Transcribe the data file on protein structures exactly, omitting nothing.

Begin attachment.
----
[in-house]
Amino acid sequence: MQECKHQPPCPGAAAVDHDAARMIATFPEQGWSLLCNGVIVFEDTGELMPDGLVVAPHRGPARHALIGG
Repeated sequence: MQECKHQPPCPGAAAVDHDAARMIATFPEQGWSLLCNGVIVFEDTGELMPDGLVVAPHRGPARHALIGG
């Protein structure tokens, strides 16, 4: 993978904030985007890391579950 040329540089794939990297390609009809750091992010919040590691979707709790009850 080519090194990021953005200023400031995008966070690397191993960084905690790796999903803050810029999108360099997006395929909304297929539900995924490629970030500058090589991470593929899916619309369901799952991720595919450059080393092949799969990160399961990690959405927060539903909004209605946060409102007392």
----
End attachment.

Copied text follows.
[in-house]
Amino acid sequence: MQECKHQPPCPGAAAVDHDAARMIATFPEQGWSLLCNGVIVFEDTGELMPDGLVVAPHRGPARHALIGG
Repeated sequence: MQECKHQPPCPGAAAVDHDAARMIATFPEQGWSLLCNGVIVFEDTGELMPDGLVVAPHRGPARHALIGG
């Protein structure tokens, strides 16, 4: 993978904030985007890391579950 040329540089794939990297390609009809750091992010919040590691979707709790009850 080519090194990021953005200023400031995008966070690397191993960084905690790796999903803050810029999108360099997006395929909304297929539900995924490629970030500058090589991470593929899916619309369901799952991720595919450059080393092949799969990160399961990690959405927060539903909004209605946060409102007392």